In a breakthrough study, researchers at Children’s Hospital of Philadelphia (CHOP) have shown that an enhanced treatment developed in their lab leads to long-term remissions in 80% to 100% of mice with drug-resistant or high-risk solid tumors. The research, which could soon lead to clinical trials, is described in Cancer Research, a journal of the American Association for Cancer Research.
A first-of-its-kind contraceptive developed at the University of Illinois Chicago has been approved by the U.S. Food and Drug Administration. The new contraceptive, called Phexxi, is a non-hormonal vaginal gel that can be used on-demand to prevent pregnancy.
UPTON, NY—On July 29, 2020 the U.S. Department of Energy’s (DOE) Brookhaven National Laboratory opened a new cryo-electron microscopy center, the Laboratory for BioMolecular Structure (LBMS), with an initial focus on COVID-19-related research. This state-of-the-art research center for life sciences imaging offers researchers access to advanced cryo-electron microscopes (cryo-EM)—funded by NY State—for studying complex proteins, as well as the architecture of cells and tissues.
The Weizmann Institute’s Dr. Ravid Straussman and colleagues developed a method that utilizes cellular signaling to determine the best treatment for a given tumor. The method can help tailor treatments and identify new drug-development targets. In fact, the team has already singled out a gene that serves as a target for treating BRCA-related breast cancers.
Memorial Sloan Kettering Cancer Center (MSK) announces its most recent awards and appointments for the institution’s physicians, scientists, nurses, and staff.
Jianjun Sun, Ph.D., associate professor in UTEP’s Department of Biological Sciences, led the research on Mycobacterium tuberculosis (Mtb). Sun’s lab has been investigating the mechanisms of Mtb pathogenesis for more than 10 years at UTEP with a specific focus on EsxA, which is a virulence factor essential for Mtb virulence and a preferred target for developing novel anti-TB drugs and vaccines.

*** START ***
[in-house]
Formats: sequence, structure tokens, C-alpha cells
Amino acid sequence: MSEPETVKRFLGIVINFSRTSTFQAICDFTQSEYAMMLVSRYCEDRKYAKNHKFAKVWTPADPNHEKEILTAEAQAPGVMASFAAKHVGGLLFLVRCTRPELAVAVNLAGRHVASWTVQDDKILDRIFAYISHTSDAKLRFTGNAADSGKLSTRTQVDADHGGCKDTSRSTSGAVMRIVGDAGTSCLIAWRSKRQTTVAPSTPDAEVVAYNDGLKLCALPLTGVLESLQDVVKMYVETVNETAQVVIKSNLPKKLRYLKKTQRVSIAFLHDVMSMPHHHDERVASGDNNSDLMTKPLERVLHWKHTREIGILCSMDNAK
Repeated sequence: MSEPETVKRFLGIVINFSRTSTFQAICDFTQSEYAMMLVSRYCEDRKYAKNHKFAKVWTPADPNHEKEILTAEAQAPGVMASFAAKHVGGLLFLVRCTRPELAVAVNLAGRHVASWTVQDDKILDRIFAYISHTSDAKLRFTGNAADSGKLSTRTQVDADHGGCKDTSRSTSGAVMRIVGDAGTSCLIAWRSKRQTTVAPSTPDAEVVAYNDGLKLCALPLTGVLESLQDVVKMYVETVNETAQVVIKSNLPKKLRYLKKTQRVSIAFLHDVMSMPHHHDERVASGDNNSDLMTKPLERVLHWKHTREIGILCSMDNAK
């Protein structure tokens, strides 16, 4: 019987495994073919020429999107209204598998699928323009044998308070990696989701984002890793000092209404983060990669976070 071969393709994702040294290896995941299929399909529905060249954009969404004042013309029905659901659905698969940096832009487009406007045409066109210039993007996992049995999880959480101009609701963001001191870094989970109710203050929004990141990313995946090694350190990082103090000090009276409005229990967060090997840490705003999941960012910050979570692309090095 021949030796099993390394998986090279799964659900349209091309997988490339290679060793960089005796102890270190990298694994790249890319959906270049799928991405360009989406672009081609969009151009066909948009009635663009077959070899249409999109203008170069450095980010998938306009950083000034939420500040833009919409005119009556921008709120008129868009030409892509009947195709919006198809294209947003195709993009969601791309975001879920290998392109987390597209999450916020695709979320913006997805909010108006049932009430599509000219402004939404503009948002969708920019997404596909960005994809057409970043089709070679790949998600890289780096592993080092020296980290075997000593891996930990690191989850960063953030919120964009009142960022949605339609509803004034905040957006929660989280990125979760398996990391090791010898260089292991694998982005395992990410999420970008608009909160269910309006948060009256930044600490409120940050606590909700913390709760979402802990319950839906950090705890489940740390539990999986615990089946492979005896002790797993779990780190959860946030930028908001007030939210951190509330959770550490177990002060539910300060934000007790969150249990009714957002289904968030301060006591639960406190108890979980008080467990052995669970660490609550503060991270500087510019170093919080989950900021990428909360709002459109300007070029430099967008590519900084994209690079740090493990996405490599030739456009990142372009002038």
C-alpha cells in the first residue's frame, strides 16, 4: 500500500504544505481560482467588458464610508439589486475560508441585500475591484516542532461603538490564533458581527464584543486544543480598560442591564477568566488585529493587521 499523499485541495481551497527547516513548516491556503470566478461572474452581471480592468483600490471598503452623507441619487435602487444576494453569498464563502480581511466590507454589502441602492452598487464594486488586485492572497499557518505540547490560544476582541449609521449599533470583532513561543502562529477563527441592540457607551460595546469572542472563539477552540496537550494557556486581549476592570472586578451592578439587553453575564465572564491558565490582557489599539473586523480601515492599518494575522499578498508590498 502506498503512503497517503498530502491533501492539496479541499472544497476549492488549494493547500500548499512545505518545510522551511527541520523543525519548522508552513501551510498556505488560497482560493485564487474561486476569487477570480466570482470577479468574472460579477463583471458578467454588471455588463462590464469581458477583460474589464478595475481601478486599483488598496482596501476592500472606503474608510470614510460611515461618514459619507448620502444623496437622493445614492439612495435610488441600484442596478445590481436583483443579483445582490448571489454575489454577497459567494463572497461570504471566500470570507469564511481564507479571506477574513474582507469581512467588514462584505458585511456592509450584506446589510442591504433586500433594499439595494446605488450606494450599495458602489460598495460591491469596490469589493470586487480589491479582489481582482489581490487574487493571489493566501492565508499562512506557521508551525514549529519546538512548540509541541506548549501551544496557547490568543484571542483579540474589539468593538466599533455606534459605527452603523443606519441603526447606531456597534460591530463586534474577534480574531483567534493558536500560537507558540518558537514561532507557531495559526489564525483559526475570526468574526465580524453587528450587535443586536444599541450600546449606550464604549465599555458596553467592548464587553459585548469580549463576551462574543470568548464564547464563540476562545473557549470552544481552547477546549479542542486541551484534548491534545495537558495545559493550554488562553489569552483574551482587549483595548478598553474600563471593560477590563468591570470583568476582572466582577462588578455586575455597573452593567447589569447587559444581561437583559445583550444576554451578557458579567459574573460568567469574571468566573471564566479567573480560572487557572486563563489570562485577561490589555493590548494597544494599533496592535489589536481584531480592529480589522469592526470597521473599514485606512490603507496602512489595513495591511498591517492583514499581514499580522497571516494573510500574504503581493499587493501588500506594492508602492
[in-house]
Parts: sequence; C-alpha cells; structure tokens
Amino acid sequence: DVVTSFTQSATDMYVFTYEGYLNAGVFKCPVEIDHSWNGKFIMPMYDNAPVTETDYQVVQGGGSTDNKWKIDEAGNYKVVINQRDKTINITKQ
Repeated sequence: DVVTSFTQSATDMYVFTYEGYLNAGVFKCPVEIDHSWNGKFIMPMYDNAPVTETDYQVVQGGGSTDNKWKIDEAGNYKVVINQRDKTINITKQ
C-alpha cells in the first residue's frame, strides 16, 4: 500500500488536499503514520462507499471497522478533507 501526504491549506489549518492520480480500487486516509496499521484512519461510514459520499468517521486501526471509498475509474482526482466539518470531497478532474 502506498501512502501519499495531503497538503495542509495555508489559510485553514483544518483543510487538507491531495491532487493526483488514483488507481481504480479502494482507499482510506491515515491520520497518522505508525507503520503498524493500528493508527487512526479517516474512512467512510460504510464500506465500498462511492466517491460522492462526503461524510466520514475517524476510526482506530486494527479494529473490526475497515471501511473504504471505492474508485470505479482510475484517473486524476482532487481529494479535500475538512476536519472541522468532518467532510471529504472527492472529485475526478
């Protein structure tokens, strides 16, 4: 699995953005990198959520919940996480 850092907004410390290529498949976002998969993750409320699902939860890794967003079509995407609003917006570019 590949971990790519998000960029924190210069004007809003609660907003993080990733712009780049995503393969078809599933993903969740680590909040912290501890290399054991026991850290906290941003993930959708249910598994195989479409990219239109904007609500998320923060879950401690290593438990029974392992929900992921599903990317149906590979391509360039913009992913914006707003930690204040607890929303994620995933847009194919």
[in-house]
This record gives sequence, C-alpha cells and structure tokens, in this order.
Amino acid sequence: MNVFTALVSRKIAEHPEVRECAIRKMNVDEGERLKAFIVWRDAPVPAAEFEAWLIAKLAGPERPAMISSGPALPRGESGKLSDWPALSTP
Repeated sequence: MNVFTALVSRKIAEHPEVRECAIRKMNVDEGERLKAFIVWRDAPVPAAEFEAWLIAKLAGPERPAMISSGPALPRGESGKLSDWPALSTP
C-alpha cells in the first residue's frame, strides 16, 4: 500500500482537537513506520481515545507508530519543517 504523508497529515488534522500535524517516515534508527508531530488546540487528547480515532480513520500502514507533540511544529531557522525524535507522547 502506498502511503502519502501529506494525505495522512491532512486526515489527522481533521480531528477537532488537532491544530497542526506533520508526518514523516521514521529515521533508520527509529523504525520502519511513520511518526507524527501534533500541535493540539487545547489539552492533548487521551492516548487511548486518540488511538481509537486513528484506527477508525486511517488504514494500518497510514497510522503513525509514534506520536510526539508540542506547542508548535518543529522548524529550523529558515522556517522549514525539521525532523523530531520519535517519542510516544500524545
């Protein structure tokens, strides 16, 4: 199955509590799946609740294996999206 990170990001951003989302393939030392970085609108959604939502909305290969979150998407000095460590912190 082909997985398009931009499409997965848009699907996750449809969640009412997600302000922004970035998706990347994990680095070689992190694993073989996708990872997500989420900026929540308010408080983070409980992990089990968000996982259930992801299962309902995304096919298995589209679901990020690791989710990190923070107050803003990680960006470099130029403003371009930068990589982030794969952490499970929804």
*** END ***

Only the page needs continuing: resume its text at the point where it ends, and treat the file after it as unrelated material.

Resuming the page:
UC San Diego and Deerfield Management created Poseidon Innovation to support researchers working to advance disease-curing therapeutics by funding early stage projects and expediting the drug-development cycle. Poseidon announces it is funding three researchers.
New study reveals impact of COVID-19 pandemic on cancer clinical trials, published in Nature Reviews Drug Discovery
Aggressive forms of prostate cancer don’t act the way they should, hanging on to genetic materials called introns that should be thrown away, researchers from Roswell Park reported today in Nature Communications.
New research performed in mice suggests that chemical modifications to buprenorphine can improve its effectiveness to treat cocaine addiction while minimizing abuse potential.
The University of Alabama at Birmingham will join an international effort coordinated by Scripps Research to test drugs for COVID-19. The work centers around ReFRAME, a vast collection of drugs developed for other diseases that are already known to be safe for humans.
When a large pharmaceutical company experiences a drug trial failure and then tries to refill its pipeline by licensing a product created by another firm, such a “rushed innovation” is less likely to bring a product to market than one developed under normal, less hurried conditions. That’s because the hastily drawn licensing agreement between the two organizations leads to friction that drags development work to a halt.
The lab is responding to the coronavirus crisis by imaging disease-related biomolecules, developing standards for reliable coronavirus testing and enabling other essential research.